Category Archives: books
Interview with Douglas A. Blackmon on neo-slavery in U.S. South after the end of the Civil War:
Re-Enslavement of Black Americans from the Civil War to World War II
A Note on the Interview
We are publishing this interview courtesy of “Beneath the Surface” radio show hosted by Michael Slate on KPFK, Los Angeles. The views expressed by the author in this interview are, of course, his own, and he is not responsible for the views expressed elsewhere in this newspaper.
Douglas A. Blackmon’s new book, Slavery by Another Name – The Re-Enslavement of Black Americans from the Civil War to World War II (Doubleday, 2008 ) has unearthed ugly chapters of U.S. history that have been buried for decades. In graphic and truthful detail, Blackmon’s powerful book reveals the widespread use of bonded labor after the Civil War—and how this amounted to a new form of slavery that incorporated many of the same inhuman conditions of brutal confinement like shackles, whippings, hog-tying. and water torture.
Douglas A. Blackmon, the Atlanta Bureau chief of the Wall Street Journal, has written about race and especially the interplay of wealth, corporate conduct, and segregation. In 2000, the National Association of Black Journalists recognized Blackmon’s stories revealing the secret role of J.P. Morgan & Co. during the 1960s in funneling funds between a wealthy northern white supremacist and segregationists fighting the Civil Rights Movement in the South.
Slavery By Another Name: The Reenslavement of Black Americans From The Civil War To World War II by Douglas A. Blackmon is published by Random House.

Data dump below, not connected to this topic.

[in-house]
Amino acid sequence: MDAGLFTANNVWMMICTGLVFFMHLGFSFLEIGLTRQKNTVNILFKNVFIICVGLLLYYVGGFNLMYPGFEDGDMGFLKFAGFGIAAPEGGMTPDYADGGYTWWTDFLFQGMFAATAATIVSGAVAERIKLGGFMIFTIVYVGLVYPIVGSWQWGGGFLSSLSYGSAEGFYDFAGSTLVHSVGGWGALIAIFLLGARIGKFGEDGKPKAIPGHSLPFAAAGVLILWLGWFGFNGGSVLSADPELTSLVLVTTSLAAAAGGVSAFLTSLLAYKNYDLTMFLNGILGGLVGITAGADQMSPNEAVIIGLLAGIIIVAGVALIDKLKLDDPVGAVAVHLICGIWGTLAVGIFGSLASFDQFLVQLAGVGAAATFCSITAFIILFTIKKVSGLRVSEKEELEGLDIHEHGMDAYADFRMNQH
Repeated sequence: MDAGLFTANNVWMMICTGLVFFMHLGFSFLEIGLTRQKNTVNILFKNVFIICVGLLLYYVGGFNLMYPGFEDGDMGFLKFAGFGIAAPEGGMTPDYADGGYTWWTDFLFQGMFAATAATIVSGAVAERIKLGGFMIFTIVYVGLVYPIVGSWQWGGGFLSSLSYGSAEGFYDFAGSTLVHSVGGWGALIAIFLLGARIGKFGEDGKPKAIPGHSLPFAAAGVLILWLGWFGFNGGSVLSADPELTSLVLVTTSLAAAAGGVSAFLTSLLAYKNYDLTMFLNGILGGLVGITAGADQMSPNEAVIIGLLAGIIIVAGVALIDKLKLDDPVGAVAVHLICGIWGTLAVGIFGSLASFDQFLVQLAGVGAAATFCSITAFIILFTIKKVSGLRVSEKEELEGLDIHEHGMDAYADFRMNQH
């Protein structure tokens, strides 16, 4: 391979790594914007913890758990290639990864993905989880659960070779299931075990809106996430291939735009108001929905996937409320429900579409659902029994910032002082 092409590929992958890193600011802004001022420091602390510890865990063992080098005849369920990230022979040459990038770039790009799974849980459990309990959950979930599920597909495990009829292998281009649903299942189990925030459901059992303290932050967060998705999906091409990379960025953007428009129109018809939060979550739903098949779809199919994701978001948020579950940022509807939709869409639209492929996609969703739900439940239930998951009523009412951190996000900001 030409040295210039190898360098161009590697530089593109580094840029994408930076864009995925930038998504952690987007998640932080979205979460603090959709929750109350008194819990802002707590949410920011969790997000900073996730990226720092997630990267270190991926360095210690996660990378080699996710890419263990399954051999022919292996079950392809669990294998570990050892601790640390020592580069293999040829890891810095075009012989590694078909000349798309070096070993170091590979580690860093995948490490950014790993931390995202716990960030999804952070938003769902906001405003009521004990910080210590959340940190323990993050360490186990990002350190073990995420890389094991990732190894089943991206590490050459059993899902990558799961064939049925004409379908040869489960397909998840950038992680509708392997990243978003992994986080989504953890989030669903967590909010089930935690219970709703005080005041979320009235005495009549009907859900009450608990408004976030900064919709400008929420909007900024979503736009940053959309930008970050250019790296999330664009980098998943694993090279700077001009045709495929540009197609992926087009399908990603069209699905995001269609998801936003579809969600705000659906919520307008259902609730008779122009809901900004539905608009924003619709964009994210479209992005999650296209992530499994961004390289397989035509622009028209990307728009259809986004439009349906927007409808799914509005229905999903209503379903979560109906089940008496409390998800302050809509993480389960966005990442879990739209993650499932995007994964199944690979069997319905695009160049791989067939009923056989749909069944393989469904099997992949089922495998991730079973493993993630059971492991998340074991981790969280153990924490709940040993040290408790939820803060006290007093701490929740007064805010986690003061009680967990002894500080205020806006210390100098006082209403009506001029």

Library availability of Slavery By Another Name via OCLC World Cat.
Recent article citing “Douglas A. Blackmon” found via Google Scholar.
British Broadcasting Corporation is repeating the four part 1993 radio adaptation of Susan Hill’s The Woman In Black.
The segments will only be available on BBC7’s website for one week from broadcast. It is worth hearing. The BBC program page is here: http://www.bbc.co.uk/programmes/b00bg37x
It is a traditional ghost story, set sometime in the last century and relying on suggestive disturbances in banal reality to construct a very personal malevolent spirit.
Hill explains on her website what elements she felt were needed to recapture a proper ghost story:
In 1982, I decided I wanted to try and write a full length ghost story in the traditional English style. I made a list of ‘ingredients’ – I don`t often write in this very conscious way but it was necessary here.
1. A ghost… not a monster or a thing from outer space but the ghost of a human who was once alive and is known to have died but whose recognisable form re-appears – or occasionally is not seen but heard, or possibly even smelled.
2. The haunted house… usually isolated.
3. Weather… atmospheric weather conditions – fog, mist, snow, and of course moonlit darkness on clear nights.
4. A sceptic. A narrator or central character who begins as a sceptic or plain disbeliever and scoffer but who is gradually converted by what he or she sees and experiences of ghostly presences.
This will make you more appreciative of crafted genre writing and curious about predecessors like Daphne Du Maurier and M. R. James.